International honoree Steven Bandel reflects on Stevens


“Coming back and touring the campus with my family brought back amazing memories. It made me wish I could return to Stevens again."

From Castle Point to Caracas, Buenos Aires and beyond, Steven Bandel ’74 used his creativity, strategic thinking, and skills he honed at Stevens to influence lifestyles for hundreds of millions across the Hispanic world.

A few days before receiving the 2017 International Achievement Award during the fourth Stevens Awards Gala, Bandel visited campus to reflect on his career and meet with students from STEP, the Stevens Technical Enrichment Program for diverse students. 

Bandel, a native of Venezuela, is the retired co-chairman and CEO of the Cisneros Group, one of the most ubiquitous and successful conglomerates in South America, with holdings in media, entertainment, telecom, tourism, real estate, consumer products and more. 

He guided Cisneros during a time when the middle class in Latin America reached a historic high, as tens of millions of newly enriched consumers sought the same goods and services their more affluent neighbors in North America have enjoyed. Bandel pursued opportunities in supermarkets, soft drinks, beer and fast food that appealed to emerging tastes throughout the region. “We created businesses that catered to consumers in every country,” he said. “We created jobs by hiring local people and relying on local expertise. Cisneros is very much involved with media, and watching our programming, especially what showed life in the United States, became inspirational for people.”

Among his many groundbreaking decisions, during the early telecom boom Bandel introduced DIRECTV Latin America and AOL Latin America in 27 countries, a challenge given national nuances and deficiencies in infrastructure. “Every country has a different way of doing business. We had to deal with governments to get permits for the landing rights for satellite signals, we had to get local programming, and we needed to solve technical problems to get the programs up.”

In addition to its Latin American businesses, Bandel also led to Cisneros to acquire and revamp American companies like Evenflo, which makes baby products, and Spalding, the classic sporting goods brand. “One of our biggest contributions to all of those businesses was internationalization. When we bought Spalding, 90% of the sales were in the United States. When we sold it, 50% of the sales were international.” 

Bandel also helped Cisneros penetrate the United States by working with partners investing $50 million each to launch what became Univision. The Spanish language channel has grown from niche programming to a major provider of news, sports and entertainment. “After almost 20 years we sold the network for $15 billion, so that was good value creation.”

Bandel was born in the United States to Holocaust refugees who three weeks later resettled in Venezuela. His parents hoped he would attend college in America, and he was a good enough student to earn a scholarship from Exxon, which operated then in oil-rich Venezuela. However, the company had a stipulation. “When I got the scholarship, Exxon told me it was conditional on going to Stevens. I didn’t even know where Stevens was. I thought maybe it was a joke because my name is Steven.”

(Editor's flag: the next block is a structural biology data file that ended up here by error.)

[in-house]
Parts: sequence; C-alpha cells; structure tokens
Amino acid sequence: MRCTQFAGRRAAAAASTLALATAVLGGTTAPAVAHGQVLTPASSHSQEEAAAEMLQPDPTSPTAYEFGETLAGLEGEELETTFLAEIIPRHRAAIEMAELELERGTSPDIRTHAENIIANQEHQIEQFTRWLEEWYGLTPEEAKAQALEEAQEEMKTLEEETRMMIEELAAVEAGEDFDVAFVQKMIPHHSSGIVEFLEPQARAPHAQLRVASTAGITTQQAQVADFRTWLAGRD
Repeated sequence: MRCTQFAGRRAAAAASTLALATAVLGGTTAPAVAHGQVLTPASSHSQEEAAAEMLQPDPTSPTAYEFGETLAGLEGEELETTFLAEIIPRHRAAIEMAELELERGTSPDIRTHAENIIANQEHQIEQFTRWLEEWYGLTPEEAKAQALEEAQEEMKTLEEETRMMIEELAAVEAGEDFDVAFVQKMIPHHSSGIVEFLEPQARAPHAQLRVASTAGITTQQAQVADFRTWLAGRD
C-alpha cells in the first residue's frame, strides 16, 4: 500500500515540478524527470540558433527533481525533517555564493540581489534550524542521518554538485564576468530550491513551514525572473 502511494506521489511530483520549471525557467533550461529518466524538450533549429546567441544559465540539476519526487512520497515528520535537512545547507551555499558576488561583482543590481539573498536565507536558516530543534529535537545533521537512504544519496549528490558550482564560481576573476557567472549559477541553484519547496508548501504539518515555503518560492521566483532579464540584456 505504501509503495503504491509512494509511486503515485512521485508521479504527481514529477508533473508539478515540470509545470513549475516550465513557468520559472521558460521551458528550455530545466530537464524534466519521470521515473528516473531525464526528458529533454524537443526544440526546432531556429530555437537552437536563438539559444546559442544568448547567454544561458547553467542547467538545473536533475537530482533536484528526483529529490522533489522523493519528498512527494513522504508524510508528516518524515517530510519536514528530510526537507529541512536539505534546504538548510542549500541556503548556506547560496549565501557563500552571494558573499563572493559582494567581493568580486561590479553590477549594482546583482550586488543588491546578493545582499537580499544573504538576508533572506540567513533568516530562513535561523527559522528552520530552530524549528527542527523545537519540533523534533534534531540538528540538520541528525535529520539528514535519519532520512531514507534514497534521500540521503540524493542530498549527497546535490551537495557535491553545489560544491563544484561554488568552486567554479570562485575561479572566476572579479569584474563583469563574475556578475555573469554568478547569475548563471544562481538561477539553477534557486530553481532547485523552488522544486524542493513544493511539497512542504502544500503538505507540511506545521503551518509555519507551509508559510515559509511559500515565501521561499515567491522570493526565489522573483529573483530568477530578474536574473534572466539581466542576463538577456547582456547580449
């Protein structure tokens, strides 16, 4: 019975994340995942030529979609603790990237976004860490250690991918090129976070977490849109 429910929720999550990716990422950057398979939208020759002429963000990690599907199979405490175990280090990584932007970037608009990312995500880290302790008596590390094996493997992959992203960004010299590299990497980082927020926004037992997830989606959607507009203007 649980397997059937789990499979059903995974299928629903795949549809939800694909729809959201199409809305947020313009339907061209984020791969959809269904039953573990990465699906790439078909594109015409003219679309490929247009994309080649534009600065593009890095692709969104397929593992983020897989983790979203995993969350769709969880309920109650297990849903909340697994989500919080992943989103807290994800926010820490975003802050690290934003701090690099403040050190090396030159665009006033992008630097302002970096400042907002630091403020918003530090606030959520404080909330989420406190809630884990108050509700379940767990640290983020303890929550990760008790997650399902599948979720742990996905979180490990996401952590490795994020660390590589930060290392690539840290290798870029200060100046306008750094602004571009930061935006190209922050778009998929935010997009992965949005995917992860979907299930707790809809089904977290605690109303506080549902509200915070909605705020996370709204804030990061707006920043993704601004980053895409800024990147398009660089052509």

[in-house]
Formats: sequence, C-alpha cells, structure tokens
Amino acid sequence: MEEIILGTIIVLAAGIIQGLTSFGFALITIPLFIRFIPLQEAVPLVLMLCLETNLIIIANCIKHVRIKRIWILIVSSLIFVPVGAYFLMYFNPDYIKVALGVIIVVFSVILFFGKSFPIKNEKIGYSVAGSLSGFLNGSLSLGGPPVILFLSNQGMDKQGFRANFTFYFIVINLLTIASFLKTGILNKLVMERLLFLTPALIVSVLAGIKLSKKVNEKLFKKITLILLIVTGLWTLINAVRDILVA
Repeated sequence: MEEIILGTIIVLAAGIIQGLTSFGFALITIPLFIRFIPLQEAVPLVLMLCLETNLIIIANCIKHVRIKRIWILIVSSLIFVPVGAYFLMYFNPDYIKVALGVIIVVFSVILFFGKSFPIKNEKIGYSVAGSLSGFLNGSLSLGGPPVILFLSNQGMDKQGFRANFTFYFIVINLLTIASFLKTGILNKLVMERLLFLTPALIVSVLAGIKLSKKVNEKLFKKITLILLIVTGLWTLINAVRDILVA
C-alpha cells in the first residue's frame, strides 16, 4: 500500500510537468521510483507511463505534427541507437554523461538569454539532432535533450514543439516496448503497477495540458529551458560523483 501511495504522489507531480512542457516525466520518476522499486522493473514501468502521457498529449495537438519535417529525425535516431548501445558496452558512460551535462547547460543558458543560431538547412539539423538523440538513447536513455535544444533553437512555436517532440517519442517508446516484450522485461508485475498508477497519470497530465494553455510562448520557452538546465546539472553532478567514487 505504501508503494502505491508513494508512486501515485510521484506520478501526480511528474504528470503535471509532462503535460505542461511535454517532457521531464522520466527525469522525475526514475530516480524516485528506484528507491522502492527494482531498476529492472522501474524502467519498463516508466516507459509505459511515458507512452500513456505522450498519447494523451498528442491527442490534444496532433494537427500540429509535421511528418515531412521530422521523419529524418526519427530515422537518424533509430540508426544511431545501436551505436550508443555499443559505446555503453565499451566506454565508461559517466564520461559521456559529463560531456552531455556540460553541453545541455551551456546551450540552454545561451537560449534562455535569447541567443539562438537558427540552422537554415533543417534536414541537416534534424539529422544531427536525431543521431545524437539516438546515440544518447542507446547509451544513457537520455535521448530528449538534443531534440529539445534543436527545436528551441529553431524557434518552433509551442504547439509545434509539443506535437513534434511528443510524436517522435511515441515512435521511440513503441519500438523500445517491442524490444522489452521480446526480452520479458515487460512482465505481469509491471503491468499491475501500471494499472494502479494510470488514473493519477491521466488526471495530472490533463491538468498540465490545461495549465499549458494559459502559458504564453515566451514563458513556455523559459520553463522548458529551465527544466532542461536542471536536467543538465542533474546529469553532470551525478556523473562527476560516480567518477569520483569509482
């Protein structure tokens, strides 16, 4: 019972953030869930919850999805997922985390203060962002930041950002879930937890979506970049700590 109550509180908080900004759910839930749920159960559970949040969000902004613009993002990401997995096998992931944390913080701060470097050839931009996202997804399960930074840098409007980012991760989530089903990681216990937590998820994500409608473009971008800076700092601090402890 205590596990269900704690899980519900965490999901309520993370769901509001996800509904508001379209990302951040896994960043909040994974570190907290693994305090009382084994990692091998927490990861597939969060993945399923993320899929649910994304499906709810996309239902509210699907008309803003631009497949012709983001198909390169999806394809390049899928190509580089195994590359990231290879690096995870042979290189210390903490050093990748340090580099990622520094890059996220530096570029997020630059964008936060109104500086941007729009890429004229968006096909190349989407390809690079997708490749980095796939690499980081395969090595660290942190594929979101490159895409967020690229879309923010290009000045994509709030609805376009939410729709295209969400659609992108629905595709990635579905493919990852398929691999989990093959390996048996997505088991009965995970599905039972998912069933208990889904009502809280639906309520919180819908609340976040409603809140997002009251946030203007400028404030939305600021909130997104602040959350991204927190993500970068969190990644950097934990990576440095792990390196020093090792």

He enrolled planning to transfer after a year, but he soon found a reason to stay – he was getting the education he wanted, one he still trusts. “All the classes were engineering, problem solving and creative thinking. Every time I have a problem, I try to think outside the box and anticipate alternative solutions. That was very important for my career. In every decision, I always challenged my team to think about the impossible – and then let’s see if it’s really impossible."

Outside of class, Bandel worked in the restaurant in the first floor of the Howe Center. He was also a member of the Latin American Association and enjoyed visiting New York City with his friends, a group that eventually included his brother Roberto ’76, who is now the CEO of plastics company Royce.

These days, Bandel lives in Florida and serves on a number of advisory boards. During his visit, he toured campus with his wife Minnie and their three children and son-in-law, and Roberto with his wife Frida.

"Coming back and touring the campus with my family brought back amazing memories. It was especially significant for me to be able to show them where I used to spend time, live, study and work. It also gave us the opportunity to visit the impressive new facilities, like the Babbio Center. It made me wish I could return to Stevens again." 

He also enjoyed getting to meet a new generation of Hispanic students at Stevens.

"I was very impressed by the quality, motivation and curiosity of the students in the STEP program. I am sure they will make a difference in this world in whatever field they decide to dedicate their professional lives."

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